I asked some of our readers for questions, and I really liked this one. When you’re at home, would you rather sit down with the Batman Begins score or the Muppet Treasure Island score?
Muppet Treasure Island. And I have to tell you something horrible. I find it really difficult to listen to my own scores for many reasons. Number one, the nightmares keep flooding back in, but number two is a much more pragmatic thing. I live in a 5.1 Surround Sound world when I record this stuff, but when I have to go listen to things in stereo I think that someone just robbed me, just made my world smaller.
You don’t have a booming personal system at home?
You know the expression, “The shoemaker’s children?”
I have a pathetic system at home because I have a fantastic studio. At one point I had a pair of great speakers at home, and I came home one night, and my wife was in the sitting room flicking the remote. She’s going, “These remotes! I can never get them to work. I can’t get a sound out of this thing!” It’s only then that I remembered I borrowed the speakers, took them to the studio, and never brought them back home. So it’s pathetic. It’s pathetic.
You’re walking around shoeless because you have a really good studio.
Exactly. My kids are going, “What’s thing ‘music?’ We never hear any at home.”
[Laughs] What CD or vinyl album is on your player right now?
Hang on, hang on, hang on. [He checks] I just got all the old Yellow Magic Orchestra albums which I couldn’t find and don’t exist on iTunes. What else am I listening to…Russian choirs. I love Russian choirs and I found some crazy CD from the Soviet Army Chorus. It’s all over the place.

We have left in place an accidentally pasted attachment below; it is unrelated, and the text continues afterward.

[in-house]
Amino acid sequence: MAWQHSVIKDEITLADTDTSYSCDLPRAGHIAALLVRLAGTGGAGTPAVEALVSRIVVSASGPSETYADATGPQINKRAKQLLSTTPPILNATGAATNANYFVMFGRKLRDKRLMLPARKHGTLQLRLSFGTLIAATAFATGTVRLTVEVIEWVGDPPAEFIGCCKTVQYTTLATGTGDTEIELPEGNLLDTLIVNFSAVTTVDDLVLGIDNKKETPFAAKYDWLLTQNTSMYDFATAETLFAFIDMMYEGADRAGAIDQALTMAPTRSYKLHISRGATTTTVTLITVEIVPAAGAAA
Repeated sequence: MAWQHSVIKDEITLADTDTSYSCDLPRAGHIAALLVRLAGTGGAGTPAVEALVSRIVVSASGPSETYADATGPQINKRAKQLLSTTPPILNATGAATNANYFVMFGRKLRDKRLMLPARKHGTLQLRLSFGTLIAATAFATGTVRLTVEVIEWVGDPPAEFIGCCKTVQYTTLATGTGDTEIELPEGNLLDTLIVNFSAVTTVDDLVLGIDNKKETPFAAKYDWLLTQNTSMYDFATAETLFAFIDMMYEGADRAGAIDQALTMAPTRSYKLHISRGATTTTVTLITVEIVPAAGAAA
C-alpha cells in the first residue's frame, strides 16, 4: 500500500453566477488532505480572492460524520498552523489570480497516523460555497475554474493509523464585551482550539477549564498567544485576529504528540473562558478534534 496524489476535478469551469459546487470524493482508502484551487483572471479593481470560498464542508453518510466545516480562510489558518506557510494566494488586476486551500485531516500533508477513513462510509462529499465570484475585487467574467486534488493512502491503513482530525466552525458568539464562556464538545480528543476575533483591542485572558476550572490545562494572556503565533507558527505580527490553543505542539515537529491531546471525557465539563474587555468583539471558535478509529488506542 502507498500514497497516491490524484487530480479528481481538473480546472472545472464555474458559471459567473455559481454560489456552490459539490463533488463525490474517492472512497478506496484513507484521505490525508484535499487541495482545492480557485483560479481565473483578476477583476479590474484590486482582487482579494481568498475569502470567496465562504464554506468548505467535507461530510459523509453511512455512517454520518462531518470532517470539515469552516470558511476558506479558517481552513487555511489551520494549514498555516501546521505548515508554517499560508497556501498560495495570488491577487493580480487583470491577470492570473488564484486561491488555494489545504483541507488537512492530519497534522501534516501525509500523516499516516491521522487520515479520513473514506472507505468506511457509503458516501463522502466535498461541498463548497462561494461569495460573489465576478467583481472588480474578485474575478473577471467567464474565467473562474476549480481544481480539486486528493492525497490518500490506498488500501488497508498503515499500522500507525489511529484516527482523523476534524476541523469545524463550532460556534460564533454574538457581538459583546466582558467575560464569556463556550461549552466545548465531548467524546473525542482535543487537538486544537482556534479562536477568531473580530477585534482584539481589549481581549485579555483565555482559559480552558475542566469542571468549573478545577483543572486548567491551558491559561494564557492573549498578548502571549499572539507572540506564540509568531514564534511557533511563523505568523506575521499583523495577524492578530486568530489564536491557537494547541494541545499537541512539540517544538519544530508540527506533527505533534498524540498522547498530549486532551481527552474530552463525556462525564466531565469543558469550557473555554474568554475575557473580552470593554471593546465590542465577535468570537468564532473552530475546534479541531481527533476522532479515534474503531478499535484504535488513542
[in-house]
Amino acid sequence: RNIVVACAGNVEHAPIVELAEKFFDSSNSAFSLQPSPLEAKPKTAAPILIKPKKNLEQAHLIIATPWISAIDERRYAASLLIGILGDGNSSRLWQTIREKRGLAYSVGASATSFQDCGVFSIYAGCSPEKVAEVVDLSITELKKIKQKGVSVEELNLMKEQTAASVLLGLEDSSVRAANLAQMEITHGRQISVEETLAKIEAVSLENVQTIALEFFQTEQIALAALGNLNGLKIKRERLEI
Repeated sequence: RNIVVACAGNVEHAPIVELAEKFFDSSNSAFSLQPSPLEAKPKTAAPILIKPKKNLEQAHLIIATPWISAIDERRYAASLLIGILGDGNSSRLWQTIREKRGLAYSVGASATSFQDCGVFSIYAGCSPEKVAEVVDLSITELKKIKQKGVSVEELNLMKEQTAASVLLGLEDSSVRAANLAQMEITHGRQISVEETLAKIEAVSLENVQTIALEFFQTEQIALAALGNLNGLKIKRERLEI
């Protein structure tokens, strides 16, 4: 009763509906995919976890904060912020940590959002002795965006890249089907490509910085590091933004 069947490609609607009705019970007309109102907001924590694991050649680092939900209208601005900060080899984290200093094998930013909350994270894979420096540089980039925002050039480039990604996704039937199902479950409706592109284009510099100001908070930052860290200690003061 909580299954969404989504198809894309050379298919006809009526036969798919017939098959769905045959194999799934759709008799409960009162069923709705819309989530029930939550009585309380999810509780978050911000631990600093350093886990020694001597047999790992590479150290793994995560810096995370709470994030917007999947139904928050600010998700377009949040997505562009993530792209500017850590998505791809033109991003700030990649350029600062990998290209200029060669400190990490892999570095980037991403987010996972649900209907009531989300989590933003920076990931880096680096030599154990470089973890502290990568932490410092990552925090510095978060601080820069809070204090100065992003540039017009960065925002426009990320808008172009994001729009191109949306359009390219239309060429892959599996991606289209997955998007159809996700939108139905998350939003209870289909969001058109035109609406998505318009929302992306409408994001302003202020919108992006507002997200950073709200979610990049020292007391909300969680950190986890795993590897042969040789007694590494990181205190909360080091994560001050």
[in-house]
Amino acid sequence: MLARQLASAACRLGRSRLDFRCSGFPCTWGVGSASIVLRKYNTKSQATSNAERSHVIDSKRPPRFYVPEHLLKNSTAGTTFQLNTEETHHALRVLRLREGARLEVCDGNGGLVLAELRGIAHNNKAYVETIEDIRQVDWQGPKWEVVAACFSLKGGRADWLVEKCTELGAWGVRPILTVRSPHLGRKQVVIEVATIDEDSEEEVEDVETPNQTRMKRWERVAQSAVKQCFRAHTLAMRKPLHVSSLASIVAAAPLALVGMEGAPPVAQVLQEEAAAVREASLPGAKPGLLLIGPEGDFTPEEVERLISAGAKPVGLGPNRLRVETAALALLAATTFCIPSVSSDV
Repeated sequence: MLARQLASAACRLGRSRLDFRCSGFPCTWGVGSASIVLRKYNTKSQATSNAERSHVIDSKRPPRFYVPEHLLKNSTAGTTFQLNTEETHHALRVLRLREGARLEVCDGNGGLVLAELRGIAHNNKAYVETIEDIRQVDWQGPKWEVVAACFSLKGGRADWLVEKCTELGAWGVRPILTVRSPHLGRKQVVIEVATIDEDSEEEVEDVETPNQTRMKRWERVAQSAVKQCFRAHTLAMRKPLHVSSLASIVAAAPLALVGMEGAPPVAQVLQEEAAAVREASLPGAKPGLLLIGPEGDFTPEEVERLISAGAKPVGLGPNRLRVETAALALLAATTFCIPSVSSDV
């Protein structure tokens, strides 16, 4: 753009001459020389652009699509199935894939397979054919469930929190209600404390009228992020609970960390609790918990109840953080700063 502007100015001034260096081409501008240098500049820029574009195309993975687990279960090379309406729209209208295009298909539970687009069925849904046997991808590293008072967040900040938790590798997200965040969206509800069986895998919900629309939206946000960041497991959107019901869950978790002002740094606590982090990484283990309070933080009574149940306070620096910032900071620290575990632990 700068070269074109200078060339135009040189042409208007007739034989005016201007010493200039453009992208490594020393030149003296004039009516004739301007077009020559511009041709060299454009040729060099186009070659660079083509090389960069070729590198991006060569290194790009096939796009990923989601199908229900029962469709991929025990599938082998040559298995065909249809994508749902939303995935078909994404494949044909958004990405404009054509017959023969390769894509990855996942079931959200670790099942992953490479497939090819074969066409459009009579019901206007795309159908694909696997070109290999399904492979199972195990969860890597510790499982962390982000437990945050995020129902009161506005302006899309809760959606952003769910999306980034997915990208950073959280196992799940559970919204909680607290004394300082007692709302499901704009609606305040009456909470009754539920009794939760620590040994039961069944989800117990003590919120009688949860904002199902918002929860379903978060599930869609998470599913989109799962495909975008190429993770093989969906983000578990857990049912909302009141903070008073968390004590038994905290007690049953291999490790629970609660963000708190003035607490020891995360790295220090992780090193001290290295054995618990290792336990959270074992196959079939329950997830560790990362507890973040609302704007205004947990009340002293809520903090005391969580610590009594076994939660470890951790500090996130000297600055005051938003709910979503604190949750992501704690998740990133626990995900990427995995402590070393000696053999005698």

I was going to say. What’s the connection between Japanese electropop and Soviet choral music?
None! None! I was listening to Charles Ives, to answer the question, and I was listening to Radiohead. I think that’s about it right now. It’s pretty eclectic around here.
How many projects would you say you turn down every month?
Quite a few. I can’t really tell you how many because I feel so guilty about it. I’m terrible at returning emails and phone calls. Most of it, I think they didn’t really mean to phone me. It must have been an accident. It’ll just go away. That sort of thing, you know.
And I love working with my friends. Right now I’m working with Jim Brooks on [Everything You’ve Got] and soon I’ll be working with Gore Verbinski [for Rango]. So it’s nice to work with people you’re comfortable with because you can push a little further than you did the time before.
Do you ever think that you’ll personally reach the heights that you ascribe to Moroder and Midnight Express?
I’m not that concerned with that. I think incrementally I get better at saying what I’m trying to say, but I haven’t gotten there yet. You asked if it ever felt like the 25 year old getting his first assignment, and in many ways I don’t think that ever changes. I think the moment it does, it’s game over. You stop trying. You stop learning and discovering new things.
If you had to put what you’re trying to say into words instead of a film score, what would that be?
[Laughs] This makes me laugh because I taught Chris a word, a German word, while we were making this movie. This was a very long post-production set and we have a word in German that translates very badly into English but I think every artist should have in front of them at all times. It means ‘to ruin things by improvement.’
So, just be aware of the moment of creation. Don’t polish it too much because it’ll get boring.
You can hear Zimmer’s score in front of Christopher Nolan’s images when Inception opens this Friday.
For more fun, we’re awarding 10,000 Reject Points (which you can redeem at any local sporting goods store for an awkward stare from the cashier) to the first person who correctly identifies the German word Zimmer mentions at the end of the interview: